In addition to an LMFTI, I identify as a mother, a partner, a divorcee, a co-parent, and as a member of the queer community.
Licensed Marriage & Family Therapist Intern in Portland, OR
Supervised by Kindra Carroll LCSW
Unfortunately suffering is a part of life. It is unavoidable, although people employ various types of strategies to avoid suffering and the feelings associated with suffering. It is my belief that in order to withstand suffering, and to heal from it, we must submit to our experience and acknowledge our uncomfortable feelings. I assist my clients in acnowledging their various emotions, and encourage a curiosity about the emotion that initiates a process of healing.
Family therapists are trained to focus on relationships. As human beings, we are constantly engaging in some type of relationship. For many of us, the most impactful relationships we will experience are relationships with our family members, both our families of origin and our families of primary affiliation. When we spend significant amounts of time interacting with others patterns of interaction begin to emerge. One focus of family therapy is addressing patterns that cause distress.
Many of my therapeutic interventions are derived from Internal Family Systems (IFS). Also known as "parts work," IFS suggests that individuals are made up of various "parts," and we are not one unitary identity as we often view ourselves to be. An individual's various parts (which can also be thought of as thoughts, feelings, beliefs, and body sensations) have different wants, needs, and emotions, and can often conflict with each other. Please see my website for more info about IFS.
Divorce and separation can be disorienting. It can be helpful for individuals to have an emotionally safe place to sort through the overwhelming thoughts, feelings, and beliefs with a therapist who is trained to offer comfort and perspective. I see my role with those struggling with divorce as someone who can assist in processing the emotion, offer strategies on caring for yourself (esp when having to communicate with your ex), and facilitate the creation of a helpful narrative.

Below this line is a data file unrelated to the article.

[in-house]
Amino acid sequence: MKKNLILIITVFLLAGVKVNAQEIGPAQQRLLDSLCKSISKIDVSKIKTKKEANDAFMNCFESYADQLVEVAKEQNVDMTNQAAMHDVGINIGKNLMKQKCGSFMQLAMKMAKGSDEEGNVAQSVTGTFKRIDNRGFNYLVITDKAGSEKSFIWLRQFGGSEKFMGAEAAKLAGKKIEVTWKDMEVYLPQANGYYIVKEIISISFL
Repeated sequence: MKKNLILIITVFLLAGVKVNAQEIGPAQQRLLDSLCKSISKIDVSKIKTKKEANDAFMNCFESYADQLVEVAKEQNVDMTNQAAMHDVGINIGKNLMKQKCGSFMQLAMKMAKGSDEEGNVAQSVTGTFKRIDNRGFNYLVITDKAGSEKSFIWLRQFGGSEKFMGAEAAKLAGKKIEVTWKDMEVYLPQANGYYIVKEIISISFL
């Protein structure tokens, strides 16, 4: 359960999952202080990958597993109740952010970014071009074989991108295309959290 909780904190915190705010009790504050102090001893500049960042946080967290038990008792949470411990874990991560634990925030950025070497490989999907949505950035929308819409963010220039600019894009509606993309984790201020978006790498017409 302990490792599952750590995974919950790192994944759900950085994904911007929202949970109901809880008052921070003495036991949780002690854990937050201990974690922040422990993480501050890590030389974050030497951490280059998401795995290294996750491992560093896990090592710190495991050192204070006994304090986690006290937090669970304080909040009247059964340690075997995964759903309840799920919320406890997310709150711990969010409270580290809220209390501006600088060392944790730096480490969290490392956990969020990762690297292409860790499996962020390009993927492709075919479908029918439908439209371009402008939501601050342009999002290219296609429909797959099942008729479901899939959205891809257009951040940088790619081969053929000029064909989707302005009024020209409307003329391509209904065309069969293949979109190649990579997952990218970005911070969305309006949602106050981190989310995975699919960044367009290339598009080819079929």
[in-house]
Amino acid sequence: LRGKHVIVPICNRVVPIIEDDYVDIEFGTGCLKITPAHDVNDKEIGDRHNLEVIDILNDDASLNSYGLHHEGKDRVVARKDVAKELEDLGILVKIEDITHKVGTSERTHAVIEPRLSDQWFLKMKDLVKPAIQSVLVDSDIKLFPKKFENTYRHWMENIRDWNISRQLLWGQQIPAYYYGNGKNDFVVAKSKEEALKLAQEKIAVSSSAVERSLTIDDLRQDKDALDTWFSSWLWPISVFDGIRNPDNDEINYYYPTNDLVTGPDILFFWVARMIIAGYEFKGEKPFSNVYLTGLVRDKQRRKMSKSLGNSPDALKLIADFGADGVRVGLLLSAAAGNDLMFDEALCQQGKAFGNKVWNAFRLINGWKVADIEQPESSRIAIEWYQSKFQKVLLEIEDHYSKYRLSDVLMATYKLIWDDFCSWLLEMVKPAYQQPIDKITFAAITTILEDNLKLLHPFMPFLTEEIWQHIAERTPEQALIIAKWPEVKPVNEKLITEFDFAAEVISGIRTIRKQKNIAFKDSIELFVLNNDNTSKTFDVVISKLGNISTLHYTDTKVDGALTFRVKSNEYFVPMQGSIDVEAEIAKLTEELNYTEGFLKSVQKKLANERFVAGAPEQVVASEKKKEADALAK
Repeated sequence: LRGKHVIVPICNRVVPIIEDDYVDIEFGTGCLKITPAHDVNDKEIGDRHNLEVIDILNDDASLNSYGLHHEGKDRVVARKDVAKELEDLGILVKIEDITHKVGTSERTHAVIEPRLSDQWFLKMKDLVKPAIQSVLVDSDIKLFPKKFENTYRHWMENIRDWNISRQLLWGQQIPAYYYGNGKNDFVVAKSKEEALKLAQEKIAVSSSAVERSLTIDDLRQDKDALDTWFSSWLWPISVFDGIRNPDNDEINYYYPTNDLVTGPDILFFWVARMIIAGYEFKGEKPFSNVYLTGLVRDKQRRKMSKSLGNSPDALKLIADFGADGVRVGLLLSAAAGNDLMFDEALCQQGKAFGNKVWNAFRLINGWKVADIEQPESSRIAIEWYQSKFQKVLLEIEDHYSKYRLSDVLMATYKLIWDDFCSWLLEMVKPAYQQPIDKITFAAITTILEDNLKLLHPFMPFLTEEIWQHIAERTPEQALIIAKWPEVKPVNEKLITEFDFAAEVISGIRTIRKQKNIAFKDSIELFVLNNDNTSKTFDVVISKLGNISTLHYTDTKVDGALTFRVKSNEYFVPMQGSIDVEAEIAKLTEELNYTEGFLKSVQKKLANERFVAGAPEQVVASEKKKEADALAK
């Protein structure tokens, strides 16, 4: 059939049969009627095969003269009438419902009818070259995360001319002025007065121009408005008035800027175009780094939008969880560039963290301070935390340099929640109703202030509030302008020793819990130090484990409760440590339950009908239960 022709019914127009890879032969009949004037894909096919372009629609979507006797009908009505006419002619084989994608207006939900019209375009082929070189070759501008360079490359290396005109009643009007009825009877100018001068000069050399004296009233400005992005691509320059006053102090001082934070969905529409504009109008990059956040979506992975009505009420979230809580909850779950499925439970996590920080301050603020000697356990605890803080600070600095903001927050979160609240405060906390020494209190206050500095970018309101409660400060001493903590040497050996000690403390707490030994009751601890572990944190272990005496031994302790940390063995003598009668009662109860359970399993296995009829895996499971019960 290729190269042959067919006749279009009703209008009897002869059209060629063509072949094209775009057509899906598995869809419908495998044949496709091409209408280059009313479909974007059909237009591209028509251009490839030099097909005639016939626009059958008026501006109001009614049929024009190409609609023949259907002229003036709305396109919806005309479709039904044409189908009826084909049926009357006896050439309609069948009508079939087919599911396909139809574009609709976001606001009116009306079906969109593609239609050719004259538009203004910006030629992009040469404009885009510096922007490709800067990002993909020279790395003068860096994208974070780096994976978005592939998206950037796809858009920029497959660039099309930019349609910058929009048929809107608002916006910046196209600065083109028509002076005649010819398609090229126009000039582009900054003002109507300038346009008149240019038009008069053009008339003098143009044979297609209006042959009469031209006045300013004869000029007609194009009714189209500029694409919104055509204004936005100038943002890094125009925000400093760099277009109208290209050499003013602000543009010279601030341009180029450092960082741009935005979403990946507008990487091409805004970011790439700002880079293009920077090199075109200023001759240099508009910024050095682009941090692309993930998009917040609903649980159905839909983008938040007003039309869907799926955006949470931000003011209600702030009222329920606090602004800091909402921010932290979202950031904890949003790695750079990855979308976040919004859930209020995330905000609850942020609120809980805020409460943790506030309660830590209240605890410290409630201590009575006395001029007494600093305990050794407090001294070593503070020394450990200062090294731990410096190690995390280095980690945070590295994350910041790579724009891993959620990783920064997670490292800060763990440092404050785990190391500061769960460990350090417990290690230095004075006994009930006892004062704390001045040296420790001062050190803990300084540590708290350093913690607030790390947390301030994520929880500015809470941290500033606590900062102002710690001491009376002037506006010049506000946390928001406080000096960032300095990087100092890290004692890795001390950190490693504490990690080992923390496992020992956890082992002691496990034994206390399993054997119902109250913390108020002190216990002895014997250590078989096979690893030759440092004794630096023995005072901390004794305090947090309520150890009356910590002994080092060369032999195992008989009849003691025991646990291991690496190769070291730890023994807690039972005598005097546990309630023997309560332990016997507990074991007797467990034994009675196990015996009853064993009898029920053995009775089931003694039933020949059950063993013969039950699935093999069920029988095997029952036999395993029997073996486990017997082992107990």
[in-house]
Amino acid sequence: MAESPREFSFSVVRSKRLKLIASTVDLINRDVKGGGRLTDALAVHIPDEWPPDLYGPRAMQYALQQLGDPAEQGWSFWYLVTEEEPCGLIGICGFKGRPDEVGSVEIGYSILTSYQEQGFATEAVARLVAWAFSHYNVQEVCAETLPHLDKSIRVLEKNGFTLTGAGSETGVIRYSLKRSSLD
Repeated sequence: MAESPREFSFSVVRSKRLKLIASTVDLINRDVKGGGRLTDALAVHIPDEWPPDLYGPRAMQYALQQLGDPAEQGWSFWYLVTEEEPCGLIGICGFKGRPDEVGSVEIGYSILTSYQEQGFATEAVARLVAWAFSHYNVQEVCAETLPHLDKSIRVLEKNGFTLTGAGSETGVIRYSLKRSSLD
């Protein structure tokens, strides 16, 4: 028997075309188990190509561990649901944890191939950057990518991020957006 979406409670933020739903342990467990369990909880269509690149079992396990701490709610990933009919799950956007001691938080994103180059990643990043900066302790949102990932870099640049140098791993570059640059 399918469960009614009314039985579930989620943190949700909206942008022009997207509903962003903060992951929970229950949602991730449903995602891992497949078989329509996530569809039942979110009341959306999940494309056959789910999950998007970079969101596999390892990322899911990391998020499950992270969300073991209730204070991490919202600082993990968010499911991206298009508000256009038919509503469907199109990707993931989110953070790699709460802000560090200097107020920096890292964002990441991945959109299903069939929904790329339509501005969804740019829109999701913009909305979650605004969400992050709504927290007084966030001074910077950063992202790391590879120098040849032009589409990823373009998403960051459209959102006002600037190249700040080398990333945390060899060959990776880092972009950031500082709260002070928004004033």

When a couple is experiencing a divorce, other members of the family are affected. Divorce is a transitional period for all family members involved, especially children. Divorce necessitates a reorganization of the family regarding proximity (both physical and emotional), boundaries, roles, expectations and rules. It can be helpful to have intentional conversations about these changes as a family to promote emotional health, adjustment, and healing.
I work with parents together and individually on co-parenting strategies. These strategies are customized to every family as no family is the same or is experiencing this transition under the same circumstances. Regardless of the concrete co-parenting strategies discussed for your family, you can expect an emphasis on curbing reactivity from adults, and instead learn to respond or lead from a part (please see my website regarding“parts work”) that is focused on the best interest of your children